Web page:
House of Lords to get first woman bishop
Ecstatic over the fact that The Venerable Rachel Treweek, above, will be ‘the first woman bishop to sit with the 26 diocesans in the House of Lords’, Christian Today says that her voice will now be given ‘additional significance’ and that she will be ‘a woman to watch as well as listen to on the part of both secular and religious leaders’.
So what pearls of wisdom are we to expect from the current Archdeacon of Hackney who is to be the next Bishop of Gloucester?
Precious few, if this is the way her mind works:
I do not start from a place of a failing institution.
Oh yes you do, Your Venerableness. Your Church’s goose is truly cooked.
Dr Linda Woodhead, Professor of Sociology of Religion at Lancaster University, concluded a lengthy piece in the Church Times last January by saying:
The recent rapid decline in Anglican baptisms, weddings, and, increasingly, funerals, is particularly serious, since this is the Church’s core business, and of enormous importance to what has traditionally been a Church for the whole of society rather than just for the most committed churchgoers.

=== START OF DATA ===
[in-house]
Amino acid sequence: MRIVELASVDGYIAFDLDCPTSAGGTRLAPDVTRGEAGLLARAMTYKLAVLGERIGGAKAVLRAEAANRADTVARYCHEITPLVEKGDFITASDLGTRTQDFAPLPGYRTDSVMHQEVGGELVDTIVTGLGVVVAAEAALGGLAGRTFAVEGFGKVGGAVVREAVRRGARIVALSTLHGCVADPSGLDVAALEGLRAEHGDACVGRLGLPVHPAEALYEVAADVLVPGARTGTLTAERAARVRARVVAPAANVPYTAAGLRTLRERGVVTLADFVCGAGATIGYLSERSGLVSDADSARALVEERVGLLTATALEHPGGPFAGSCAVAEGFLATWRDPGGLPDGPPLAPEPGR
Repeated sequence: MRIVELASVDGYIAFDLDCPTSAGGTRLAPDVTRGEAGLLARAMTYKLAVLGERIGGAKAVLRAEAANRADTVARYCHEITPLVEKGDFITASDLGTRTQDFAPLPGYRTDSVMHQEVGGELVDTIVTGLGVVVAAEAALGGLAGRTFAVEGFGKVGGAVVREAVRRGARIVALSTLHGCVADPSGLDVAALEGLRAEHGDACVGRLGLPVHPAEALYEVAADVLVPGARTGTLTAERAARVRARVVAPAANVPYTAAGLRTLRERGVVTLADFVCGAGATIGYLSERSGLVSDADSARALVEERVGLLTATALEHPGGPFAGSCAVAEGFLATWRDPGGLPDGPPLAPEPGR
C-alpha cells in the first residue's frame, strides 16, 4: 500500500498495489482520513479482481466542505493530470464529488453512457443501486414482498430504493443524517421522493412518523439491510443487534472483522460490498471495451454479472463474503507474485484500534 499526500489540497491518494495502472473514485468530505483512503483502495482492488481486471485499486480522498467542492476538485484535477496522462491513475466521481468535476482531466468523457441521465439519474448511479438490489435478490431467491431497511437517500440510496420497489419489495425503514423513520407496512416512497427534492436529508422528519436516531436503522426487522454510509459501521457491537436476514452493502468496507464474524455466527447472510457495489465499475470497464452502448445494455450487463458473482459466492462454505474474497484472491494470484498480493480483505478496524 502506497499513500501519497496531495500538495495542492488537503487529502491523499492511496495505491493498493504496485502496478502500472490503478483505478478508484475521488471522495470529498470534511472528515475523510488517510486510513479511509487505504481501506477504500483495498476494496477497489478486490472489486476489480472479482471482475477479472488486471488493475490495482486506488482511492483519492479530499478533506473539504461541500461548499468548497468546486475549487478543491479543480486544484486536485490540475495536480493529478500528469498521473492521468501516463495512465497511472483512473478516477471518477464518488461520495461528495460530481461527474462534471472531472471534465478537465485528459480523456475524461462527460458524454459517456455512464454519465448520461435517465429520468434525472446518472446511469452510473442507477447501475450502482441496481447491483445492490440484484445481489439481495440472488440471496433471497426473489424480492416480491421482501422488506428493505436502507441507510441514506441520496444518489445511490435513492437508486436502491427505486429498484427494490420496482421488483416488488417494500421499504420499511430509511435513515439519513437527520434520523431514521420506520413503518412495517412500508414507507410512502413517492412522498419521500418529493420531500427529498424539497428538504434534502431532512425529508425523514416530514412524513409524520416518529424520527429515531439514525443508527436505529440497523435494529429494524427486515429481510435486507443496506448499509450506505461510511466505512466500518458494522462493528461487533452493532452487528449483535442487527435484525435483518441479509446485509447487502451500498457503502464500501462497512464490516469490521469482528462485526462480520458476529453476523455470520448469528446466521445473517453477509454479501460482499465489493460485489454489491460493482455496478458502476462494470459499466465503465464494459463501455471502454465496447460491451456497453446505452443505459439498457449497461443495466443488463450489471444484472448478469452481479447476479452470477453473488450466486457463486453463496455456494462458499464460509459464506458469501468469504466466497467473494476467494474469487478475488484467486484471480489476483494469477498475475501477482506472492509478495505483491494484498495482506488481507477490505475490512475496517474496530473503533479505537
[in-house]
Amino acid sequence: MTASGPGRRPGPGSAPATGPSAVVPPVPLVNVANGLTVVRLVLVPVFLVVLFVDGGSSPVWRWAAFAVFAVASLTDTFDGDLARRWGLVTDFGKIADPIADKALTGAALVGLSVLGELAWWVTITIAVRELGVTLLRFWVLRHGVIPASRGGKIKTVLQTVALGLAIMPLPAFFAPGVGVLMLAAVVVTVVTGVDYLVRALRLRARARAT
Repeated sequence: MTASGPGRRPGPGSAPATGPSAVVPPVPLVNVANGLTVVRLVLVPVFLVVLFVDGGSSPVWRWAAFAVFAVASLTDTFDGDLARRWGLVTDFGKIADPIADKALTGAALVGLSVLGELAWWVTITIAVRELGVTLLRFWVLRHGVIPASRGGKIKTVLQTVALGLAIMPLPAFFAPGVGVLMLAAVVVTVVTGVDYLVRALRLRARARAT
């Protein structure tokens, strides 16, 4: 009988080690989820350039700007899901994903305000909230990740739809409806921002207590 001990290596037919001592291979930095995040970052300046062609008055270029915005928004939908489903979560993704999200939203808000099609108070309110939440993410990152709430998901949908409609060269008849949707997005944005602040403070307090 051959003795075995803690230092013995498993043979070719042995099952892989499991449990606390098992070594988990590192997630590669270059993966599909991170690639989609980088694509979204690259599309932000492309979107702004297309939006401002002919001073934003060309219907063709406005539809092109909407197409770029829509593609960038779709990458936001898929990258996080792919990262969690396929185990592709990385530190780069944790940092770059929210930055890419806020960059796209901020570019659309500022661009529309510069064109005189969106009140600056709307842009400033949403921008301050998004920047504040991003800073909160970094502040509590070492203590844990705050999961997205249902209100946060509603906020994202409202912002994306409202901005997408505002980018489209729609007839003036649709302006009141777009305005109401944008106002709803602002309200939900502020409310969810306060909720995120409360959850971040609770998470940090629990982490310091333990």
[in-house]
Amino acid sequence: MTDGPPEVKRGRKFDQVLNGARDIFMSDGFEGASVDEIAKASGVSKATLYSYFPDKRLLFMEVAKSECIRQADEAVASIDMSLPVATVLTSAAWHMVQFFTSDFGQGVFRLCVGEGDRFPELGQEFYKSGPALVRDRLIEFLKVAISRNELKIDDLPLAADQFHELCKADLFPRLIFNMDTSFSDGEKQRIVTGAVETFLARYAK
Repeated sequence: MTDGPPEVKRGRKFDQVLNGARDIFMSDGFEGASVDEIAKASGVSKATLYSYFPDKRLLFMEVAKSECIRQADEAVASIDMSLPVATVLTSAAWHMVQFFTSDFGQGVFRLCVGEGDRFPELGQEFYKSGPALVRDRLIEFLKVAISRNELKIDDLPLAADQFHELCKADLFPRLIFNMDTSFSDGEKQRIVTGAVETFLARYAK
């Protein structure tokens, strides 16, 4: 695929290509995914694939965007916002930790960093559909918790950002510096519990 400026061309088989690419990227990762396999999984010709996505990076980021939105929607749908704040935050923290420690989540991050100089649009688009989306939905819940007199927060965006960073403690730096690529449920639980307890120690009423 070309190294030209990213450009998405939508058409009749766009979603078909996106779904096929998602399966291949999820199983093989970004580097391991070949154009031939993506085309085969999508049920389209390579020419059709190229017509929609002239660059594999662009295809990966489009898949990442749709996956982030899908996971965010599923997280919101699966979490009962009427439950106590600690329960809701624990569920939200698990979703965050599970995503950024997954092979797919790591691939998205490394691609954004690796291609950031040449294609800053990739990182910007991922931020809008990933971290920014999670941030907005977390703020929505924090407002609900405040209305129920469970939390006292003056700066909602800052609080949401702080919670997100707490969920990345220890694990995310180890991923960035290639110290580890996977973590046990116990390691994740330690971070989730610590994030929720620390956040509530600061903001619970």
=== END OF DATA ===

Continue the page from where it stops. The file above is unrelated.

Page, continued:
The Church’s greatest failure in our lifetime has been its refusal to take decline seriously. The situation is now so grave that it is no longer enough simply to focus on making parts grow again. The whole structure needs to be reviewed from top to toe, and creative and courageous decisions need to be made.
But Treweek persists in oozing optimism. In an interview with Christian Today, she declared:
For me it is not about starting from a place of fear and anxiety, but starting in a place of hope and confidence. I do feel hugely excited about the opportunities that lie ahead. The Church is in a very exciting time.
This, despite Woodhead having pointed out that:
Attitudes towards the Church of England are not encouraging. When asked if they view the Church as a positive force in society, only 18 percent say ‘Yes, and only 14 per cent say ‘No’. The majority (58 percent) say ‘Neither’, and the rest ‘Don’t know’. In other words, most people are ignorant of, or indifferent to, the Church rather than hostile.
As for the reasons for disapproval, older people are most likely to say that the Church is ‘boring and stuffy’, but younger people now state a strong moral objection: ‘The Church is prejudiced – it discriminates against women and gay people’.